Writing for audio drama
This content is from the Collections section.
Writing for audio drama
What's special about audio drama?
Audio is unlike any other medium in its ability to both create extraordinary dramatic situations, and to make intimate, understated dialogue utterly compelling.
"They say blindness has the effect of sharpening the other senses. It's the same with audio - the absence of vision means we fine-tune our hearing, we become more sensitive to subtleties of tone. We hear people at a deeper, more insightful level than if we can see them. That's what gives audio storytelling its power - it's a power which writers can absolutely revel in.”
Radio drama uses the most powerful imaging tool available – the individual human imagination.
"Setting? Anything! A boardroom, a boudoir, or a Bentley. Your characters can be on a tea clipper, on Mars, or on amphetamines. And you can switch to and from any of these in an instant. Time? Right now, in the past, or in the future. Characters? They can be beautiful or repulsive. The secret? It's the listeners who do the work!’"
Getting your head into audio: a special dramatic space
Here are some things that may help get you thinking in audio-drama mode.
"The audio play begins with silence – emptiness, nothing — do not introduce one sound or one word into this silence that does not belong there. Humans are obsessed with making meaning and with giving significance to whatever they perceive. Every sound they hear will have significance."
Audio drama is not just a recorded stage play, it requires the active participation of the listener. The listener is usually listening alone, so they do not censor their imagination under any perceived ‘group pressure’ – you can get away with almost anything.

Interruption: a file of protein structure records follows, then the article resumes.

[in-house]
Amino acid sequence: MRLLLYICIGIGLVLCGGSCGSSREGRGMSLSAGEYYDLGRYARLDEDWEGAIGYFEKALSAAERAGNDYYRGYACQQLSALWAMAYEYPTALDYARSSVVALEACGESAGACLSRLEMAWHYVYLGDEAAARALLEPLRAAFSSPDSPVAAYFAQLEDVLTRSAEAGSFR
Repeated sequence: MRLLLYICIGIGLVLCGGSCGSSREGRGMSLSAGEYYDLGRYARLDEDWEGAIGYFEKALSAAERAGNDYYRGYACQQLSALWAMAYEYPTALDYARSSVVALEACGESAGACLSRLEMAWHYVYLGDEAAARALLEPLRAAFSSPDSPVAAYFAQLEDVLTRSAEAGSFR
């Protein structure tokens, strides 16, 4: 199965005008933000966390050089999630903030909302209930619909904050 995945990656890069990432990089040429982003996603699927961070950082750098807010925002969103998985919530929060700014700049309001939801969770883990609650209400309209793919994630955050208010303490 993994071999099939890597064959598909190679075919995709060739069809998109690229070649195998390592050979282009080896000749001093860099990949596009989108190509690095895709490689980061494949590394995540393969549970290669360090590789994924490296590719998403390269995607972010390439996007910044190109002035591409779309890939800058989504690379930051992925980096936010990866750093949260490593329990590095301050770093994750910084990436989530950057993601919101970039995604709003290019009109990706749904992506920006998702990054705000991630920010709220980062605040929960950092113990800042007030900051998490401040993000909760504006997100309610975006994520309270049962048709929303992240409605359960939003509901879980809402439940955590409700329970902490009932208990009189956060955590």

The audio writer’s palette is very broad – it includes music, sound effects, sound environments, dialogue and silence.
There are no props and scenery required in radio drama. The ‘appearance’ of physical objects – sets, props, costumes, and location changes – is all done with sound and dialogue.
Increase your chances of being heard
Many of the writers whose scripts are accepted by RNZ Drama have done some serious development work on their script before submission. Many of them have sought help from dedicated script development agencies and/or dramaturges or directors with some experience in working in this medium.
Radio New Zealand Drama is not a script-development agency. It does not engage in long-term script development arrangements with writers other than those writers whose work has already been purchased or commissioned.
The Drama Department does run a series of two day workshops for tertiary script writing students and for writers looking to include audio drama in their portfolio.
Information about submitting audio drama scripts, proposals or ideas, including tips about duration, format and style.
What we're looking for
Our priority is to feature New Zealand writers and performers. We look for projects that will delight, surprise, entertain, and inform our listeners and for work that makes best use of the unique story telling opportunities that audio provides. We also welcome quality work that appeals to new, younger listeners and continues to reflect the whole of New Zealand society.